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Guns N’ Roses Showed Off Both Sides of Themselves on ‘G N’ R Lies’

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Get ready to feel really, really old because it’s hard to believe how much time has elapsed since Guns N’ Roses unleashed their second piece of vinyl product, G N’ R Lies on Nov. 30, 1988. It was released some 15 months after their eventual record-setting debut album, Appetite for Destruction, but a mere 90 days (give or take) after the same LP finally topped the Billboard 200 Albums chart.

Needless to say, much had changed since Appetite’s rather inconspicuous introduction into a very crowded hair metal landscape in July 1987. The album’s organic, 57-week climb up the charts initially gave no evidence of the stardom that awaited the Los Angeles quintet after “Sweet Child O’ Mine” took over radio waves and abruptly pushed consumer demand for new Guns N’ Roses product through the roof.

So, not unlike sharks smelling blood in the water, Geffen Records executives didn’t think twice about having the band to interrupt their busy touring schedule in order to jam a few new songs together in the studio; then paired the largely acoustic results with 1986’s limited edition Live ?!*@ Like a Suicide EP to give birth to G N’ R Lies.

And, clearly, their clever ploy worked like a charm, sending droves of glam-metal fans racing into record stores to snap up their own copy of this curious double threat, to the tune of a stunning five million copies sold, according to the Recording Industry Association of America’s most recent accounting.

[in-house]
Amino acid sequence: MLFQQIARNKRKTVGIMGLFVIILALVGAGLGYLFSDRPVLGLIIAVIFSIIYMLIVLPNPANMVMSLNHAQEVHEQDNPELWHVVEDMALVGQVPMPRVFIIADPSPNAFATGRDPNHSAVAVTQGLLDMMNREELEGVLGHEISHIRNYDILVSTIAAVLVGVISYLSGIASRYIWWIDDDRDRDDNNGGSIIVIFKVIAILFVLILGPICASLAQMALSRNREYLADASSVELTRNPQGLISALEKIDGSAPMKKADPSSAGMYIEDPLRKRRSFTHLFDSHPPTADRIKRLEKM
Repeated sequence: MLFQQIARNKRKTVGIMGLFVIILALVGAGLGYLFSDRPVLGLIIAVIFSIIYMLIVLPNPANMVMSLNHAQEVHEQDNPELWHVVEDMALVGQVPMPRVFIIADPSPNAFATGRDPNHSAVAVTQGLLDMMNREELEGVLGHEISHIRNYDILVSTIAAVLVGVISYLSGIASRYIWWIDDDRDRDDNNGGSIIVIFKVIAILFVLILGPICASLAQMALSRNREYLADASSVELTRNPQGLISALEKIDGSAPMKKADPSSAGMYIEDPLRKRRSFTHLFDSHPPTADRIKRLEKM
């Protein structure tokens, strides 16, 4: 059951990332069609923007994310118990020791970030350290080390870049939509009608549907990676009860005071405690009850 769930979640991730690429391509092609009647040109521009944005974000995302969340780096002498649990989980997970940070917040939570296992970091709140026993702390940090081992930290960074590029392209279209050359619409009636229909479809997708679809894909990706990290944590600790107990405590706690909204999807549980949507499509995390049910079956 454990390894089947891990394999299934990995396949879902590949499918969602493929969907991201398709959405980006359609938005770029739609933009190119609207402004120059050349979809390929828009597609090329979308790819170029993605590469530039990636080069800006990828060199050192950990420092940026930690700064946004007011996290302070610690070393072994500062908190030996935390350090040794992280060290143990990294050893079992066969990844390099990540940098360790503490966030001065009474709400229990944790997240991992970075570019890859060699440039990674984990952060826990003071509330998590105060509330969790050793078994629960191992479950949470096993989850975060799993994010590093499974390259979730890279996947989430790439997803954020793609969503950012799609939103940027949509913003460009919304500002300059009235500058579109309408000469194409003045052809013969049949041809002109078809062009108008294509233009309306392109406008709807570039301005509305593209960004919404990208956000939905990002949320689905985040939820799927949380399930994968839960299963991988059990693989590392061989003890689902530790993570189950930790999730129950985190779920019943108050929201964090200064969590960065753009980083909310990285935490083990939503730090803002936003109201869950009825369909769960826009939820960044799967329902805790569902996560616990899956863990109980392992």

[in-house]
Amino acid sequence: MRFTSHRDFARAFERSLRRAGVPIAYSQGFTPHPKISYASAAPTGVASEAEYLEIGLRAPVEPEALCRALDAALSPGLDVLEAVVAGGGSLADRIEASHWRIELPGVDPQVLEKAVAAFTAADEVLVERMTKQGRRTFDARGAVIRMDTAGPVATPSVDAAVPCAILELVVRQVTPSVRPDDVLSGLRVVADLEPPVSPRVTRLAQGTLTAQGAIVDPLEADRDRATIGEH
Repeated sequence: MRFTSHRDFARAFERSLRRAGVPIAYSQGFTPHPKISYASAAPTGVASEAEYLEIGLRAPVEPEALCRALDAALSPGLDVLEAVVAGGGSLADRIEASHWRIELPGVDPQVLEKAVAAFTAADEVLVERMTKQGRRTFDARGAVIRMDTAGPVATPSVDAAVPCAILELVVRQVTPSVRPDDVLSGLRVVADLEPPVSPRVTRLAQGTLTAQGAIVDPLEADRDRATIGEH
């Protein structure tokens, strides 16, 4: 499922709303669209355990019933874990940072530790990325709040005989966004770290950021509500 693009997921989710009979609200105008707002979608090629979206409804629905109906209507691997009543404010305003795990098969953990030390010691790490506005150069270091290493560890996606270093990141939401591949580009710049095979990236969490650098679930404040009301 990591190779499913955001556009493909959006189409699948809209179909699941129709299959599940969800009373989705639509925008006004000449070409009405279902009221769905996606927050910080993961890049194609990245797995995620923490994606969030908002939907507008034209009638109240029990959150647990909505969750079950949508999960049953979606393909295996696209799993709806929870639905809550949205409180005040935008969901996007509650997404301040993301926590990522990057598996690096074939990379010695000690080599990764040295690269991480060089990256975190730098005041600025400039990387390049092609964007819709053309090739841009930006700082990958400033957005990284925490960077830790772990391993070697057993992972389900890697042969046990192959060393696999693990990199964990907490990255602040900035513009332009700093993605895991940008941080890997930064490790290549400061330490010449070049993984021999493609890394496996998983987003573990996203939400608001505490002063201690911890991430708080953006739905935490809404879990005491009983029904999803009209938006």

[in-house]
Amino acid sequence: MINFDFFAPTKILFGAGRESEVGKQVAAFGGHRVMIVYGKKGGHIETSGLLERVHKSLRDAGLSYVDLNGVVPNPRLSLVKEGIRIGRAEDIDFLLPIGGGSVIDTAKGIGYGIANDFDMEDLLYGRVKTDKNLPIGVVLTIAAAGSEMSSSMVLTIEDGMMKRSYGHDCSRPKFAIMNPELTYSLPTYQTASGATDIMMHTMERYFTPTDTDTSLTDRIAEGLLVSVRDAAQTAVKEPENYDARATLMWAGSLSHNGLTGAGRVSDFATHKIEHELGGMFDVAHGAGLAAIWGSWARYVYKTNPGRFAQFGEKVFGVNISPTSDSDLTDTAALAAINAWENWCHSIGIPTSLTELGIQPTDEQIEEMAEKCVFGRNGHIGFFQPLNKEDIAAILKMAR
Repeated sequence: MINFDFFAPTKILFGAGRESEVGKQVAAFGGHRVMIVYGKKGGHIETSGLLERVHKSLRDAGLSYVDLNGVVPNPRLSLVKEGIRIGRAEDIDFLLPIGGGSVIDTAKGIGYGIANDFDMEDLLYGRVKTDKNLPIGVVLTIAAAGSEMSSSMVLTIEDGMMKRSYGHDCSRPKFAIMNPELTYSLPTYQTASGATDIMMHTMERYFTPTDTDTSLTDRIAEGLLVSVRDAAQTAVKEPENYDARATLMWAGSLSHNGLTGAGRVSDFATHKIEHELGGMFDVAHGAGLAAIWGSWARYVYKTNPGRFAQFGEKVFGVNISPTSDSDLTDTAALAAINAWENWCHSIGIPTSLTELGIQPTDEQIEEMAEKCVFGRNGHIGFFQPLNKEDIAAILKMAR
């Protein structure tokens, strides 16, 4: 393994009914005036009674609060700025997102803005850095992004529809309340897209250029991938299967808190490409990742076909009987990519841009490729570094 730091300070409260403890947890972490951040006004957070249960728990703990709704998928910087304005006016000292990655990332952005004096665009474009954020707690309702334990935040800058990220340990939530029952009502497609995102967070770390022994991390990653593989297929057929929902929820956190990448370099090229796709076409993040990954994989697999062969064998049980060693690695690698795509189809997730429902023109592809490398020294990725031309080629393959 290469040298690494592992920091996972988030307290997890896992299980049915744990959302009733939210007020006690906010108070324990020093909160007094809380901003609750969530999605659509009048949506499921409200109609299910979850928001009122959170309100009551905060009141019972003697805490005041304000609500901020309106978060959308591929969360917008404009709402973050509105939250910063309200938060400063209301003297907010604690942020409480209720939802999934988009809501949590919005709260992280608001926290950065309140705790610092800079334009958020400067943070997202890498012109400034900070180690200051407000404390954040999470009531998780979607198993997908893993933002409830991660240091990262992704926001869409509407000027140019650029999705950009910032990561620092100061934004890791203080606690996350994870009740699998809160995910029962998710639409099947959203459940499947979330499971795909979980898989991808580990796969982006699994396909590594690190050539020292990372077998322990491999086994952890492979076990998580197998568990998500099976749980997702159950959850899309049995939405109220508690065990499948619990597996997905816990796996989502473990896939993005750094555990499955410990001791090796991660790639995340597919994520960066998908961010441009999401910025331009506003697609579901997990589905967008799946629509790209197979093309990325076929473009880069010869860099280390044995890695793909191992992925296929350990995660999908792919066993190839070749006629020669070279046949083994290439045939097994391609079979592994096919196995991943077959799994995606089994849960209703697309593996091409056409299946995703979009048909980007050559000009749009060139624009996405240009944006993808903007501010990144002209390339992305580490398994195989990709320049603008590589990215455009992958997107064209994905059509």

How could it not? After all, G N’ R Lies efficiently furthered its buyers’ education about two distinct facets of the soon-to-be-called “most dangerous band in the world,” both of which had only been hinted at by Appetite for Destruction’s formidable sleaze metal song-craft.

On the one hand, there was Live ?!*@ Like a Suicide’s electrifying club performance, wedding rarely heard band originals like “Reckless Life” and “Move to the City” with telling formative covers of Aerosmith’s “Mama Kin” and Rose Tattoo’s “Nice Boys.”

On the other, there were the astonishingly adept, entertaining and controversial acoustic recordings gracing side two, ranging from the earnest love letter of “Patience,” to the titillating black humor of “Used to Love Her,” to the allegedly tongue-in-cheek political incorrectness of “One in a Million” – not to mention a new, definitive version of the Appetite album cut, “You’re Crazy.”

Ironically, G N’ R Lies‘ tabloid-style cover art also hinted at the incessant scandals and resulting paranoia that would soon engulf the band, and its singer in particular, sowing the seeds to their eventual dissolution after the twin Use Your Illusion behemoths, and protracted creative silence until 2008’s historically delayed Chinese Democracy opus.

See Guns N’ Roses and Other Rockers in the Top 100 Albums of the ’80s

 

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